When a mechanical stress is applied, this symmetry is disturbed, and the charge asymmetry generates a voltage across the material. For example, a 1 cm cube of quartz with 500 lbf (2 kN) of correctly applied force upon it, can produce a voltage of 12,500 V. Symmetry is a characteristic of geometrical shapes, equations and other objects; we say that such an object is symmetric with respect to a given operation if this operation, when applied to the object, does not appear to change it. ... International safety symbol Caution, risk of electric shock (ISO 3864), colloquially known as high voltage symbol. ... Quartz (from German Quarz[1]) is the second most common mineral in the Earths continental crust. ... The pound-force is a non-SI unit of force or weight (properly abbreviated lbf or lbf). The pound-force is equal to a mass of one pound multiplied by the standard acceleration due to gravity on Earth (which is defined as exactly 9. ... The kilonewton, symbol kN, is an SI unit of force. ...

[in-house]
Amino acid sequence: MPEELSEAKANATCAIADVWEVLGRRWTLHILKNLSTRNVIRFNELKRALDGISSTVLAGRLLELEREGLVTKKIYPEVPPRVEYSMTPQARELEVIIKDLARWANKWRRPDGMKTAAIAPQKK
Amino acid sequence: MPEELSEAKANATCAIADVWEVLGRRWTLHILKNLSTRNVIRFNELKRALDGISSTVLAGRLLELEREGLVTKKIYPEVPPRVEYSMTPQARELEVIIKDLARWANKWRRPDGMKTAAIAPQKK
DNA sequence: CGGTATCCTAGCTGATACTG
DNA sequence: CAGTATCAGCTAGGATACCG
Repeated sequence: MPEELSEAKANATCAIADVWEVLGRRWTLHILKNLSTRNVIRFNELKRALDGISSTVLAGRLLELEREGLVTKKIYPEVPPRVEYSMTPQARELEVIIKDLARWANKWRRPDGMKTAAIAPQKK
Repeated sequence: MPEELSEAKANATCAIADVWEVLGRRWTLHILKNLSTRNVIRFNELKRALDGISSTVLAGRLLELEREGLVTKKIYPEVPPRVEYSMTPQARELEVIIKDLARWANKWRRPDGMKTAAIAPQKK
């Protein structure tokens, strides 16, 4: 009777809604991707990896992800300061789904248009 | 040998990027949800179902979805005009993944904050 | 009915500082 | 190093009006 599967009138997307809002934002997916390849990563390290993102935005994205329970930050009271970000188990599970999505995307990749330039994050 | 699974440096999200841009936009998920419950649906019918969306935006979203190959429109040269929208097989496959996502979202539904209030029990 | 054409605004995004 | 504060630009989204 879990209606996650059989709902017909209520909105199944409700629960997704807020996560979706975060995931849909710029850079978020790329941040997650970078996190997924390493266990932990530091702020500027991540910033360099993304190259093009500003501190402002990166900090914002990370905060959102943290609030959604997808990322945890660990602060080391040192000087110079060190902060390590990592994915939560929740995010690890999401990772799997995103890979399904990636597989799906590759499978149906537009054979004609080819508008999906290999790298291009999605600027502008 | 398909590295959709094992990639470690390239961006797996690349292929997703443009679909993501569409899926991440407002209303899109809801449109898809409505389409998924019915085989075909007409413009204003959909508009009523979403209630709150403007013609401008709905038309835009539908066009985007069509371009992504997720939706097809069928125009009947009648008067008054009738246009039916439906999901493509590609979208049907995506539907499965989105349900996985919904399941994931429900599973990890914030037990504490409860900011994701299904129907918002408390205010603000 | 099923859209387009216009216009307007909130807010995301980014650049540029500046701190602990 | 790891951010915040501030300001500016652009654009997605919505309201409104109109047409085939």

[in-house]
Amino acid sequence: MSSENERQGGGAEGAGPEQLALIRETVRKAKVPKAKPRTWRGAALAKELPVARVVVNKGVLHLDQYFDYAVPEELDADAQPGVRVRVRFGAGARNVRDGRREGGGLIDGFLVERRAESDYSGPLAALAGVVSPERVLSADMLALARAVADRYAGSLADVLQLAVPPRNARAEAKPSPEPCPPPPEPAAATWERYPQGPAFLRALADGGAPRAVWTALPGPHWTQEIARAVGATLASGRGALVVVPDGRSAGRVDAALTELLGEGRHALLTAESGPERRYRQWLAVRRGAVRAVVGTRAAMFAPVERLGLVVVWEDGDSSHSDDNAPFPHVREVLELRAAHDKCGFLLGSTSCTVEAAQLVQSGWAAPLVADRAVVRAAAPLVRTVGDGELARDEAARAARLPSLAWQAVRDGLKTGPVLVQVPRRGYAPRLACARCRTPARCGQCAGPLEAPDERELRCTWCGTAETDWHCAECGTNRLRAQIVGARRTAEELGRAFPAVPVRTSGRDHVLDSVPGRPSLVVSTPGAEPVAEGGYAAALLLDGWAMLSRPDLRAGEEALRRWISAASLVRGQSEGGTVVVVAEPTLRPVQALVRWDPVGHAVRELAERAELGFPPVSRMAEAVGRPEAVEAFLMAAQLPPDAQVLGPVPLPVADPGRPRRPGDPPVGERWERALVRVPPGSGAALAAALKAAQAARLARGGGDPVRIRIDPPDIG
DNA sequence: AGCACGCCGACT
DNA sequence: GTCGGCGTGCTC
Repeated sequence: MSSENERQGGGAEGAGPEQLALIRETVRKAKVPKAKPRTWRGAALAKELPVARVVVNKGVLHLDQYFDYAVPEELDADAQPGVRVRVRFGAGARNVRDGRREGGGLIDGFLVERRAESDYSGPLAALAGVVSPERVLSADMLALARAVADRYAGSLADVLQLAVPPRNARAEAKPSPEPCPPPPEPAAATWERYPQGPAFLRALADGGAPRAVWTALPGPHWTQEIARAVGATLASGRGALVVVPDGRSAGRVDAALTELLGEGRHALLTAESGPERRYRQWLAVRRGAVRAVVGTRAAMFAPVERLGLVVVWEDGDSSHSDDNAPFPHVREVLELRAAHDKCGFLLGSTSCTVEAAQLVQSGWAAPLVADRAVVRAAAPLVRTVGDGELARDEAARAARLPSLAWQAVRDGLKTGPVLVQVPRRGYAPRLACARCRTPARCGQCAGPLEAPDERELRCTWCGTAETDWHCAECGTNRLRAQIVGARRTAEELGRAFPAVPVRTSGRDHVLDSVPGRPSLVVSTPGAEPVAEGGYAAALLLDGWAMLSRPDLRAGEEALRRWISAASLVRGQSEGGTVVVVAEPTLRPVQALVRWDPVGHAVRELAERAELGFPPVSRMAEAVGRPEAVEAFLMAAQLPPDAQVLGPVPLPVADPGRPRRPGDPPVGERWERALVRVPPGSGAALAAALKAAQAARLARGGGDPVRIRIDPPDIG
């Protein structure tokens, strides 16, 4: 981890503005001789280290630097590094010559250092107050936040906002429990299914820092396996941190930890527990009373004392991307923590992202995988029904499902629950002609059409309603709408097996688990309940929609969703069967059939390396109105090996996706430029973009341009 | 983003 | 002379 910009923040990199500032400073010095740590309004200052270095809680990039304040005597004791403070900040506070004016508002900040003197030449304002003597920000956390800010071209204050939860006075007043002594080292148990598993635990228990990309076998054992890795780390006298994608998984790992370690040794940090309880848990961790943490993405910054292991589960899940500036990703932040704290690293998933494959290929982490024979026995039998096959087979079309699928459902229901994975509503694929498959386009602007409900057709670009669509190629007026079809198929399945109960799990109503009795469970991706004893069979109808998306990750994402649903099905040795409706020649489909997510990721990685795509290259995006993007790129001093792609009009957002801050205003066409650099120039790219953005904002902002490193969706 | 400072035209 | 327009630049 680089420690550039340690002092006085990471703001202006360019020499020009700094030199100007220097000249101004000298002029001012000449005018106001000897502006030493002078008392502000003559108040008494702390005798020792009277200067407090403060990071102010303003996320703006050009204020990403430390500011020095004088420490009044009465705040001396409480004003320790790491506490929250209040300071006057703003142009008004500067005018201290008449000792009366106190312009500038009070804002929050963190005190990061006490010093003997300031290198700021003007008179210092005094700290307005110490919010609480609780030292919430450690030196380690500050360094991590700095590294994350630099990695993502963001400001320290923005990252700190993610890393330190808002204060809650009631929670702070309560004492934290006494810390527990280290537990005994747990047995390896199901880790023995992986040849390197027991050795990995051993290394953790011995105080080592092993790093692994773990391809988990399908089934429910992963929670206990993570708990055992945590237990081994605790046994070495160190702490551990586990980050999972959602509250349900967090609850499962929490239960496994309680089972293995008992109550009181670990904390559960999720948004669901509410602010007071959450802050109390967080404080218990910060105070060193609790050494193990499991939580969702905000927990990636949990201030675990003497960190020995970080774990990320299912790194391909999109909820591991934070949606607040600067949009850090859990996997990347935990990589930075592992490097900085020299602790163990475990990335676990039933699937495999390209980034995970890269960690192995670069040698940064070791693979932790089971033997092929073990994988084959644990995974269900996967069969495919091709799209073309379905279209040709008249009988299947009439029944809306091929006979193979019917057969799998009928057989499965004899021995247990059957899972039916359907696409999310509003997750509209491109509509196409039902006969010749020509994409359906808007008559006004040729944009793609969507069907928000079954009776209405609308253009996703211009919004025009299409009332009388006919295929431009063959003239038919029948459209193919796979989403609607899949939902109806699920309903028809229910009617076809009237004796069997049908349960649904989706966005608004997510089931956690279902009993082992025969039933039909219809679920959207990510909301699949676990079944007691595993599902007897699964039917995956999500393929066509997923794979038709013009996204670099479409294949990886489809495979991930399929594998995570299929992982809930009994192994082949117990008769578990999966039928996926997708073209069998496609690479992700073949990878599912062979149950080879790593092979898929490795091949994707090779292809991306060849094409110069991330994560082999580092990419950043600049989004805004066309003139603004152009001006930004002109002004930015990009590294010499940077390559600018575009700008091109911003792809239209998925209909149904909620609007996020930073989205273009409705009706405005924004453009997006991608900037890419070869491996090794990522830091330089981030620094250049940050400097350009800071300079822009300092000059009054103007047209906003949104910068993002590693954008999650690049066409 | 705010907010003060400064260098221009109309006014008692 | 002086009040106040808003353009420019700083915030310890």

Piezoelectric materials also show the opposite effect, called converse piezoelectric effect, where the application of an electrical field creates mechanical deformation in the crystal.

## Mathematical description

Piezoelectricity is the combined effect of the electrical behavior of the material:

$D=epsilon E ;$